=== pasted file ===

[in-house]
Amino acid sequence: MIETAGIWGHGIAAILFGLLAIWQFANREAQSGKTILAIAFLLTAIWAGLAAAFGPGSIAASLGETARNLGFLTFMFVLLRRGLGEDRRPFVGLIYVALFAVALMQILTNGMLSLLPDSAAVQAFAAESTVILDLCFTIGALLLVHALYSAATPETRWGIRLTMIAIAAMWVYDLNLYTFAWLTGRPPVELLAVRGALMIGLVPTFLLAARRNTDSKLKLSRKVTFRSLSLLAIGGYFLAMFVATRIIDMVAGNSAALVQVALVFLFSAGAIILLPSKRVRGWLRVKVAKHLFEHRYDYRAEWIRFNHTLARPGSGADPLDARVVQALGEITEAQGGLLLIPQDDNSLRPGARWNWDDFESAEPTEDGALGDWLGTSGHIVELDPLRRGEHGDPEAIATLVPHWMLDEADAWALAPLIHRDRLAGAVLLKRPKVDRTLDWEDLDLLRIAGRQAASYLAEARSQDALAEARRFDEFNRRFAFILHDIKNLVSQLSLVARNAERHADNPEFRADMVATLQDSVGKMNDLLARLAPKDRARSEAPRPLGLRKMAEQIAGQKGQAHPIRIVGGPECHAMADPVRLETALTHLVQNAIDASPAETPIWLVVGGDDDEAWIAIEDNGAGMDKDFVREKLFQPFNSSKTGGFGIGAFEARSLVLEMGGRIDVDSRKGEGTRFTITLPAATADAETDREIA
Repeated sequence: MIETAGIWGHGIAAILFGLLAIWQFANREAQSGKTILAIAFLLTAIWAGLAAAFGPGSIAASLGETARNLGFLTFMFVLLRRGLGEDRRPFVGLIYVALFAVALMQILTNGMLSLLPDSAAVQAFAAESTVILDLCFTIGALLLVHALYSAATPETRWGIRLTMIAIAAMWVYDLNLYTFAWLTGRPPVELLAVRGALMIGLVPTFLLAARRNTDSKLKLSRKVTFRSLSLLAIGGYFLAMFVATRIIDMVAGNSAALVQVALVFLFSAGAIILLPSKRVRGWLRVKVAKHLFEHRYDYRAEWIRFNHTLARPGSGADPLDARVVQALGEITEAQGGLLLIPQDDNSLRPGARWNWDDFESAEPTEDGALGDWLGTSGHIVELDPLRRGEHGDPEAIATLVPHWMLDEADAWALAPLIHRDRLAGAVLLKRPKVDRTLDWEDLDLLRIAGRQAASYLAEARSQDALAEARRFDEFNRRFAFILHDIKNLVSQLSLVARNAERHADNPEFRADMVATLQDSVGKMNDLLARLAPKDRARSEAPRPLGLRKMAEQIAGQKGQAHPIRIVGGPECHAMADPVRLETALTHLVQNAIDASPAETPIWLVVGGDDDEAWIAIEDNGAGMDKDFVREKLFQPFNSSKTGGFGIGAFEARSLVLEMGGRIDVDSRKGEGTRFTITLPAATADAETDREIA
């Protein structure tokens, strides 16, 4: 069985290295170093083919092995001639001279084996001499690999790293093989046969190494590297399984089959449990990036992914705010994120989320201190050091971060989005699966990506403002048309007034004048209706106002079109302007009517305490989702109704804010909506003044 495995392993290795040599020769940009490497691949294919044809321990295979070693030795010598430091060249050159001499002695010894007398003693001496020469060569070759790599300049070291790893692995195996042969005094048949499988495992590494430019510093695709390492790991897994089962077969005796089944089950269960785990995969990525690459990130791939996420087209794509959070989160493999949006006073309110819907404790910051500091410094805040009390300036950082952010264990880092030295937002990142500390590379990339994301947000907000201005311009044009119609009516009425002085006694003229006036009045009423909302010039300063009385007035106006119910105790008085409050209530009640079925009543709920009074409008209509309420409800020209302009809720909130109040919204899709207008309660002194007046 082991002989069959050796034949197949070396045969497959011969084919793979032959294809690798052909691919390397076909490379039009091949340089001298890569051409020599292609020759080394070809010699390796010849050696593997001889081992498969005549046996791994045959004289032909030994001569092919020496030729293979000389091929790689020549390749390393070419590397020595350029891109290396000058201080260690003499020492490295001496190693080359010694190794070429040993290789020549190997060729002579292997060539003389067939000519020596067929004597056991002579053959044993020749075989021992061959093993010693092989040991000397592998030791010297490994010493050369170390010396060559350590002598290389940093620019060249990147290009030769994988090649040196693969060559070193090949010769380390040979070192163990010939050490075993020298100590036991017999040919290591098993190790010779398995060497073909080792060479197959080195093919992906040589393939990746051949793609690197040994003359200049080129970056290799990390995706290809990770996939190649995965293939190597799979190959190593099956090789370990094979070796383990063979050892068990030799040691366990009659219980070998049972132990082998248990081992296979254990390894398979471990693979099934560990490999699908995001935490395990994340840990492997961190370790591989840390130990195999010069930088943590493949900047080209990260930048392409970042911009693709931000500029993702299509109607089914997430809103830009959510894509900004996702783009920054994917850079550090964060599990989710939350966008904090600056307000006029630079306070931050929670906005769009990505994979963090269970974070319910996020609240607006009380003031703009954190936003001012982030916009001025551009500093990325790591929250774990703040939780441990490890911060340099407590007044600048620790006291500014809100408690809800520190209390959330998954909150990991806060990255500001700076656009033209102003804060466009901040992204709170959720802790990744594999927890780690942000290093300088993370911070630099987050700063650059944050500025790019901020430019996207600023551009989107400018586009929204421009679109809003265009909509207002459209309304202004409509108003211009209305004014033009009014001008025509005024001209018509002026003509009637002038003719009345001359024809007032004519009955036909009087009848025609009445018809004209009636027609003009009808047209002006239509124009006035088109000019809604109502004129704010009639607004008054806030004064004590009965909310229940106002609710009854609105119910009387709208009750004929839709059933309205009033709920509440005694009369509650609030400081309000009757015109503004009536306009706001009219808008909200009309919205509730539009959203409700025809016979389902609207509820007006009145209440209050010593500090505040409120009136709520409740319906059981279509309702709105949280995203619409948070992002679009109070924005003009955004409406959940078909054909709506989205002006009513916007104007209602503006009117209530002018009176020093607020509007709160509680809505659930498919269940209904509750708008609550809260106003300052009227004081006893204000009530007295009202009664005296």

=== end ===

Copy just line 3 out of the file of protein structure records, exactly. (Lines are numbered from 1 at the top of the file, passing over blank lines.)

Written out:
Repeated sequence: MIETAGIWGHGIAAILFGLLAIWQFANREAQSGKTILAIAFLLTAIWAGLAAAFGPGSIAASLGETARNLGFLTFMFVLLRRGLGEDRRPFVGLIYVALFAVALMQILTNGMLSLLPDSAAVQAFAAESTVILDLCFTIGALLLVHALYSAATPETRWGIRLTMIAIAAMWVYDLNLYTFAWLTGRPPVELLAVRGALMIGLVPTFLLAARRNTDSKLKLSRKVTFRSLSLLAIGGYFLAMFVATRIIDMVAGNSAALVQVALVFLFSAGAIILLPSKRVRGWLRVKVAKHLFEHRYDYRAEWIRFNHTLARPGSGADPLDARVVQALGEITEAQGGLLLIPQDDNSLRPGARWNWDDFESAEPTEDGALGDWLGTSGHIVELDPLRRGEHGDPEAIATLVPHWMLDEADAWALAPLIHRDRLAGAVLLKRPKVDRTLDWEDLDLLRIAGRQAASYLAEARSQDALAEARRFDEFNRRFAFILHDIKNLVSQLSLVARNAERHADNPEFRADMVATLQDSVGKMNDLLARLAPKDRARSEAPRPLGLRKMAEQIAGQKGQAHPIRIVGGPECHAMADPVRLETALTHLVQNAIDASPAETPIWLVVGGDDDEAWIAIEDNGAGMDKDFVREKLFQPFNSSKTGGFGIGAFEARSLVLEMGGRIDVDSRKGEGTRFTITLPAATADAETDREIA